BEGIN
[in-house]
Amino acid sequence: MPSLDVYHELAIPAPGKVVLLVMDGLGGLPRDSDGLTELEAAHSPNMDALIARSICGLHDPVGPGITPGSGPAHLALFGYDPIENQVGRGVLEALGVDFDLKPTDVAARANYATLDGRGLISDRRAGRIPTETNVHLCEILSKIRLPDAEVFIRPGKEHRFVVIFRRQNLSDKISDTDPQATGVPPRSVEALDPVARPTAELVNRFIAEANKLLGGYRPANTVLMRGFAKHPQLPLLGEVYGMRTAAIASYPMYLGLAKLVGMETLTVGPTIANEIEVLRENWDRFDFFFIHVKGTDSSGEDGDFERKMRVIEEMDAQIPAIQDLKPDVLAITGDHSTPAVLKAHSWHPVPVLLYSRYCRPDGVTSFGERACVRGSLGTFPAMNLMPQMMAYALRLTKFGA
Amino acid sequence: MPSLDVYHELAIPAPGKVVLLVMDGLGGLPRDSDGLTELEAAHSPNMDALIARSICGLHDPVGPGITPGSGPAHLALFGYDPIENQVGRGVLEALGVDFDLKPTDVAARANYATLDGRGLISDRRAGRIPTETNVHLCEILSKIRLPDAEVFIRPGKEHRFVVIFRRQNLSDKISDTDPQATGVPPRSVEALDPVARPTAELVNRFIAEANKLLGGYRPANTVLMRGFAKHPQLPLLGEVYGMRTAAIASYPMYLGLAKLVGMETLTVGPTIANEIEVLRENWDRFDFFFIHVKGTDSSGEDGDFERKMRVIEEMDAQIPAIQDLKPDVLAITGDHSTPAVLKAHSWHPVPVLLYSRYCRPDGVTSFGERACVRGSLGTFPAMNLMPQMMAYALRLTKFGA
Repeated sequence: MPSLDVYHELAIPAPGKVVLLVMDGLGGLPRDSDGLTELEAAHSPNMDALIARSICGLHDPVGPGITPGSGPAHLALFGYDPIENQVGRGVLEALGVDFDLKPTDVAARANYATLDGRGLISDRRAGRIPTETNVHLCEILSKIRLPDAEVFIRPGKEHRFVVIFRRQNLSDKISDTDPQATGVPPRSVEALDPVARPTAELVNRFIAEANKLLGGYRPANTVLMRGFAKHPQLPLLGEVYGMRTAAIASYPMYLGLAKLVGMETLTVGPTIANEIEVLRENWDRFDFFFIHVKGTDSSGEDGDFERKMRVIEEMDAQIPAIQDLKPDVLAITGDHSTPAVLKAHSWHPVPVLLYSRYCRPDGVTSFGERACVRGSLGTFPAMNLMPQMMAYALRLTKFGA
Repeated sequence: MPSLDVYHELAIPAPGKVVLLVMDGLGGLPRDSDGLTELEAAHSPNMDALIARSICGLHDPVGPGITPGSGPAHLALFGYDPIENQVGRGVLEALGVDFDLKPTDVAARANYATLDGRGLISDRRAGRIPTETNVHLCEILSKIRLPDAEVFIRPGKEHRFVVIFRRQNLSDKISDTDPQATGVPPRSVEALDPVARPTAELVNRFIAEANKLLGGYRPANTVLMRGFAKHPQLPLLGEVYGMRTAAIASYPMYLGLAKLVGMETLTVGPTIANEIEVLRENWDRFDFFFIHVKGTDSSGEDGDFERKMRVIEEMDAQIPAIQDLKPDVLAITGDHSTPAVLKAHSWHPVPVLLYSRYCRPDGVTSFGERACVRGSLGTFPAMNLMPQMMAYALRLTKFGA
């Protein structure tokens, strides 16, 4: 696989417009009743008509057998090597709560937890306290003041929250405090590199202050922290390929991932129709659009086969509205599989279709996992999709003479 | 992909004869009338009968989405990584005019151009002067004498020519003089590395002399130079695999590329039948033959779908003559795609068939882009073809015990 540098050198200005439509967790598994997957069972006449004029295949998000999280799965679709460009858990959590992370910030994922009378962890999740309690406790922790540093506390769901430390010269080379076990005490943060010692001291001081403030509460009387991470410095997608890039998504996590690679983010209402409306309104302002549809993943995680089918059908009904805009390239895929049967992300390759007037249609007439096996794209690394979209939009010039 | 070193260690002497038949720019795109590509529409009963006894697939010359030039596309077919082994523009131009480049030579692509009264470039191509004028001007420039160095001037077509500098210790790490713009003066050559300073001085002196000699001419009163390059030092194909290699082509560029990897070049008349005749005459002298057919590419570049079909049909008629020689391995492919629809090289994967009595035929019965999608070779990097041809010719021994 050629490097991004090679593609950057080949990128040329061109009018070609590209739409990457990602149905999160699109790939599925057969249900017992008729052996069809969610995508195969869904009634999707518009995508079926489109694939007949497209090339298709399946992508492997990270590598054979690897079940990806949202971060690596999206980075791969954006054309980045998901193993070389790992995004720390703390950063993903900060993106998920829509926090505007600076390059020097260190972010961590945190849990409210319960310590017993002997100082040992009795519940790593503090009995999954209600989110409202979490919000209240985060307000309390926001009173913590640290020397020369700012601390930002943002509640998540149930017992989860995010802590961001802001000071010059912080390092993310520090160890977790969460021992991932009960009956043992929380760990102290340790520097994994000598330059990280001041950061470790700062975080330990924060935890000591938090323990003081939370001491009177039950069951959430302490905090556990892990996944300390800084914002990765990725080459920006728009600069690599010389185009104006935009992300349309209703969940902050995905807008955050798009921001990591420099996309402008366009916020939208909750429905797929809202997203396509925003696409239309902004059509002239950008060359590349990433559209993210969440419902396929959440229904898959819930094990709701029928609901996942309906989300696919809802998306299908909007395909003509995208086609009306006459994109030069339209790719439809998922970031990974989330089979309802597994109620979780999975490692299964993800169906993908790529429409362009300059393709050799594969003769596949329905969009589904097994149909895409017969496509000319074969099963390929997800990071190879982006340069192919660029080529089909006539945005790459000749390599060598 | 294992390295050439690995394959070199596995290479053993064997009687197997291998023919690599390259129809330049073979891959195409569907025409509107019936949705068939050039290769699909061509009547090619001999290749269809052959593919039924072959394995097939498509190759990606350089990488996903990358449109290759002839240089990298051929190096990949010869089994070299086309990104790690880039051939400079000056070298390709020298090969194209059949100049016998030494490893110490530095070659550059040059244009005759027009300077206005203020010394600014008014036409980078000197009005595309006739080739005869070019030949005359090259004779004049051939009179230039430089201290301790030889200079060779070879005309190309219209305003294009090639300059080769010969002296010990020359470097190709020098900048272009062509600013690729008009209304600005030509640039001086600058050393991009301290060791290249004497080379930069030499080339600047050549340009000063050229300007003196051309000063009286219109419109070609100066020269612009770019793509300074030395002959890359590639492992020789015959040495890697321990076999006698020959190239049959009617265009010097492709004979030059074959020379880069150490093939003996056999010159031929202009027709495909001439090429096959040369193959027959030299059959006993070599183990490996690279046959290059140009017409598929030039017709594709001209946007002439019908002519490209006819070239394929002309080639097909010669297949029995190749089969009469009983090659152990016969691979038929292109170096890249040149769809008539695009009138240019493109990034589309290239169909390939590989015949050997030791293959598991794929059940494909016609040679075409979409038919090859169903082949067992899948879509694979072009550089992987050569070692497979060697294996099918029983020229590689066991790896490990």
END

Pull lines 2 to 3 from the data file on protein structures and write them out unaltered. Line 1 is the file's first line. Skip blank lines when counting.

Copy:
Amino acid sequence: MPSLDVYHELAIPAPGKVVLLVMDGLGGLPRDSDGLTELEAAHSPNMDALIARSICGLHDPVGPGITPGSGPAHLALFGYDPIENQVGRGVLEALGVDFDLKPTDVAARANYATLDGRGLISDRRAGRIPTETNVHLCEILSKIRLPDAEVFIRPGKEHRFVVIFRRQNLSDKISDTDPQATGVPPRSVEALDPVARPTAELVNRFIAEANKLLGGYRPANTVLMRGFAKHPQLPLLGEVYGMRTAAIASYPMYLGLAKLVGMETLTVGPTIANEIEVLRENWDRFDFFFIHVKGTDSSGEDGDFERKMRVIEEMDAQIPAIQDLKPDVLAITGDHSTPAVLKAHSWHPVPVLLYSRYCRPDGVTSFGERACVRGSLGTFPAMNLMPQMMAYALRLTKFGA
Amino acid sequence: MPSLDVYHELAIPAPGKVVLLVMDGLGGLPRDSDGLTELEAAHSPNMDALIARSICGLHDPVGPGITPGSGPAHLALFGYDPIENQVGRGVLEALGVDFDLKPTDVAARANYATLDGRGLISDRRAGRIPTETNVHLCEILSKIRLPDAEVFIRPGKEHRFVVIFRRQNLSDKISDTDPQATGVPPRSVEALDPVARPTAELVNRFIAEANKLLGGYRPANTVLMRGFAKHPQLPLLGEVYGMRTAAIASYPMYLGLAKLVGMETLTVGPTIANEIEVLRENWDRFDFFFIHVKGTDSSGEDGDFERKMRVIEEMDAQIPAIQDLKPDVLAITGDHSTPAVLKAHSWHPVPVLLYSRYCRPDGVTSFGERACVRGSLGTFPAMNLMPQMMAYALRLTKFGA